Australian Muslim writers have a lot to say. Our Books Should Be As Common As Vegemite | australian pounds



Since the publication of Hanifa Deen’s acclaimed 1995 book, Caravanserai, Muslims have been visibly present in Australian writing and publishing. However, it wasn’t until 10 years later, when Randa Abdel-Fattah published his iconic young adult book, Does My Head Look Big in This ?, that Muslim voices really began to appear in Australian fiction.

While 2005 is not that long ago, Australian Muslim writing has changed since Abdel-Fattah’s first publication. “There is more freedom to write from a place of self-determination and risk, and there is the joy and comfort of writing in a growing community,” she says.

Michael Mohammed Ahmad, author of The Other Half of You, characterizes Muslim writing in Australia as a beautiful paradox. “On the one hand, it is the voice of many people; eclectic, diverse and intercultural. On the other hand, it is the voice of one people; linked by faith, love and language, ”he says.

Now is the time to focus more on what Muslim writers have to say. Our voices matter. Our stories have universal themes and our numbers are increasing.

Islam has three fundamental values: to reflect, to learn and to share our knowledge. This is what characterizes Muslim writing: the desire to share what is good and beneficial. And that’s why Muslim writers of our generation, who were mostly born and raised in Australia, publish stories based on their lives and experiences.

Recent examples of Muslim autobiographies are Amani Haydar’s Mother Wound and Sara El Sayed’s Muddy People. Demet Divaroren and Amra Pajalic co-edited the anthology Growing up Muslim in Australia, shortlisted by the Children’s Book Council of Australia, which showcased the diversity of Muslim writers from different ethnicities. In publishing the anthology, Divaroren said Muslim writers are empowered to add their own voice to a story that is widely hijacked by mainstream media.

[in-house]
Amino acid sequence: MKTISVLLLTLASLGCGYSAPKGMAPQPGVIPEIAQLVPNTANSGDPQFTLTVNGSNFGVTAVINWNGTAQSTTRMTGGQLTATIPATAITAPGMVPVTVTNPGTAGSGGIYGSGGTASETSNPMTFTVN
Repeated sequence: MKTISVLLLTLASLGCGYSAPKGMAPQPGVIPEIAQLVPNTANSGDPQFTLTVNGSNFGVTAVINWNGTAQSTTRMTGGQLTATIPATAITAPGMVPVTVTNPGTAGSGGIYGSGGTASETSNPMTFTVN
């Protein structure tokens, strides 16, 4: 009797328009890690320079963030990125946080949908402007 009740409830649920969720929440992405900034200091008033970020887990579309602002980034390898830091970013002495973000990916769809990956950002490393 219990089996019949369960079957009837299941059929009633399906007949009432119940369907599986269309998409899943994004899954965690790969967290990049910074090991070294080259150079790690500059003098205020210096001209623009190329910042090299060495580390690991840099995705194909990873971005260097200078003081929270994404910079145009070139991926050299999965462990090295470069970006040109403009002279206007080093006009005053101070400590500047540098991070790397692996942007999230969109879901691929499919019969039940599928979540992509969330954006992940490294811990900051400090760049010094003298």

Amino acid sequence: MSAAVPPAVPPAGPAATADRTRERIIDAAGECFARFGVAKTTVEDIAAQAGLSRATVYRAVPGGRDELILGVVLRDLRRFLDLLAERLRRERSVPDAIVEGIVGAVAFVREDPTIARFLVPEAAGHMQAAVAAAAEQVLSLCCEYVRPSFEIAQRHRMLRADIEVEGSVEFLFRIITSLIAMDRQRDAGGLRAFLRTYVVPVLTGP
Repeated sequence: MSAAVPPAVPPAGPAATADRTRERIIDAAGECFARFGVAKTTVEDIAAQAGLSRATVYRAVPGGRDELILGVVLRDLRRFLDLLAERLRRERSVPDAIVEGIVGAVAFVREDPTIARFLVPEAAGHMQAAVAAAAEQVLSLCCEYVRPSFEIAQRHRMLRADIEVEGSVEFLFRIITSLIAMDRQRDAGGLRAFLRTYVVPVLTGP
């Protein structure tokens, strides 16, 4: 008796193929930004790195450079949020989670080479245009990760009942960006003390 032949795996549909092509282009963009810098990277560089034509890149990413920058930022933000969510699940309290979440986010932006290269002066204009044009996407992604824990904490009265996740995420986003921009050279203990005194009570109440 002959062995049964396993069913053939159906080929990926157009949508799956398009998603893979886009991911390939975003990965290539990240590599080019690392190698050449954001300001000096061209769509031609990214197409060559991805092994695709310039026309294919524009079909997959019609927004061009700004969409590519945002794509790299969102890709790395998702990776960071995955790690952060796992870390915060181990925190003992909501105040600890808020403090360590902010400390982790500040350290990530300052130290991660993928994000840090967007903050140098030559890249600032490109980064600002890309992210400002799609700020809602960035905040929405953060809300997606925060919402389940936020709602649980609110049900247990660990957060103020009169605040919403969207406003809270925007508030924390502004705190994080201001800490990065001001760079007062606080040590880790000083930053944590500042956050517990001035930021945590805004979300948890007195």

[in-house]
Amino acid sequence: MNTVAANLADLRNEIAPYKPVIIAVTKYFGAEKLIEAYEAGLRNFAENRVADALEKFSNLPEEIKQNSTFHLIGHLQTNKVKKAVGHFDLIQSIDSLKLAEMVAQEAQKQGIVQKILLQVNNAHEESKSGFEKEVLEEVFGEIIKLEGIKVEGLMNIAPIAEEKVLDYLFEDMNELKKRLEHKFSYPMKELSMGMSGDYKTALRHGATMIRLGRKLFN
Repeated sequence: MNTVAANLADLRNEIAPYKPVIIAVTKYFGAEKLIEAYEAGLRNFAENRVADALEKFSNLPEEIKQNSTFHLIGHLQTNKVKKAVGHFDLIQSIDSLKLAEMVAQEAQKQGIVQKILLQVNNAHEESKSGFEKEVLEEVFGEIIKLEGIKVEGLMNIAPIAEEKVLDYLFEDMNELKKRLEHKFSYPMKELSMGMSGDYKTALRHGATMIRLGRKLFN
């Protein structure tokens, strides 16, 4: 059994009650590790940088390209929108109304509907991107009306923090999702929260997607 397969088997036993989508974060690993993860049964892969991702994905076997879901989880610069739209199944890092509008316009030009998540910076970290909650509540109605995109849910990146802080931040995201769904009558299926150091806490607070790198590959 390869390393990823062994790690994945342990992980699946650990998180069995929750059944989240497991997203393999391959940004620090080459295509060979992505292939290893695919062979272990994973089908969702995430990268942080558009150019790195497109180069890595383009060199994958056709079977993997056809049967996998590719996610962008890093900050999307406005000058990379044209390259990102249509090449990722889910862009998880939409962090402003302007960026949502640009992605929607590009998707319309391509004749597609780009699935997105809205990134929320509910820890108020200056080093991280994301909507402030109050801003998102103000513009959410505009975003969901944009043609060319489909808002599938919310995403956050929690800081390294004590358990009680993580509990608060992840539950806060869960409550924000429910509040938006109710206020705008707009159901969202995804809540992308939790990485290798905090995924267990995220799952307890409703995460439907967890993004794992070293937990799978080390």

But there is another characteristic of Muslim writing that most Australians are unaware of. Many of us, especially those who write for children, are self-published after suffering countless setbacks from the mainstream publishing industry. Huda Hayek appears to be standing on her own in mid-level space with her delicious book, Huda and Me. In the picture books, we only know Salih by Inda Ahmad Zahri and The Khatha Chest by Radiah Chowdhury. We do not consider picture books written by non-Muslims with an illustration of a smiling girl wearing the hijab added in the name of diversity; we need more diverse children’s books from Australian Muslim authors published.

There are vibrant stories in these self-published books: a girl who wants to start her own soccer team; a globetrotting super-detective; Afro-Australian themed coloring book, father-daughter author; memories of a Lebanese grandmother; and a lost rainbow hijab. We invite the Australian consumer publishing industry to take a look at what they publish and ask where Australian Muslim children are in their books, then see the self-published authors whose works fill the void they are not.

After the pandemic started in 2020, we founded a group of Australian Muslim writers called The Right Pen Collective with the vision to make Australian Muslim books as mainstream as Vegemite. We wanted to provide a platform for Australian Muslim writers and creators to share shameless Muslim stories. Our inaugural event is the first of its kind in Australia: a week-long virtual writers festival with a diverse mix of Muslim writers of all genres.

This festival is for all faiths and worldviews; however, it is especially for Muslims who will see themselves represented in this festival in a positive light. We want to share the incredible work of Australian Muslim writers with all of Australia. There is so much talent in the Australian Muslim community, yet a lot of Muslim achievements are overshadowed by negative reporting, misconceptions and stereotypes.

Our festival is effortless multicultural, featuring Bangladeshis, Egyptians, Indonesians, Iranians, Lebanese, Malays, Somalis, Turks and Australians all together. We speak a multitude of languages, and English too. We represent many sects of Islam.

There has been a surge of support from Muslim and non-Muslim communities for our author programming. The most common reaction to the festival is, “Why hasn’t this been done in Australia already?” We don’t know either, but we’re here to set up a new spotlight. Organizing this festival of writers only for Muslim authors allows us to have a conversation around the literary contributions of Muslim authors, outside of simple diversity.

We hope this festival will light up the imaginations of the next generation of emerging Australian Muslim writers. We want to lift the clouds of doubt that dampen their desire to write their stories. Our mantra is straightforward for Australian Muslim writers: grab your pens. We can’t wait to read your stories, and neither can the rest of the world.

The Right Pen Collective’s First Virtual Australian Muslim Writers Festival runs September 25 – October 2, 2021

Ozge Sevindik Alkan is librarian and co-author of the children’s book Hijabi Girl with Australian author Hazel Edwards. Aksen Ilhan is an emerging writer and teacher. Annie McCann won the Penguin Random House Write It! Fellowship in 2019 and working on her first mid-level novel that pays homage to her Javanese and Indonesian culture and ancestors.

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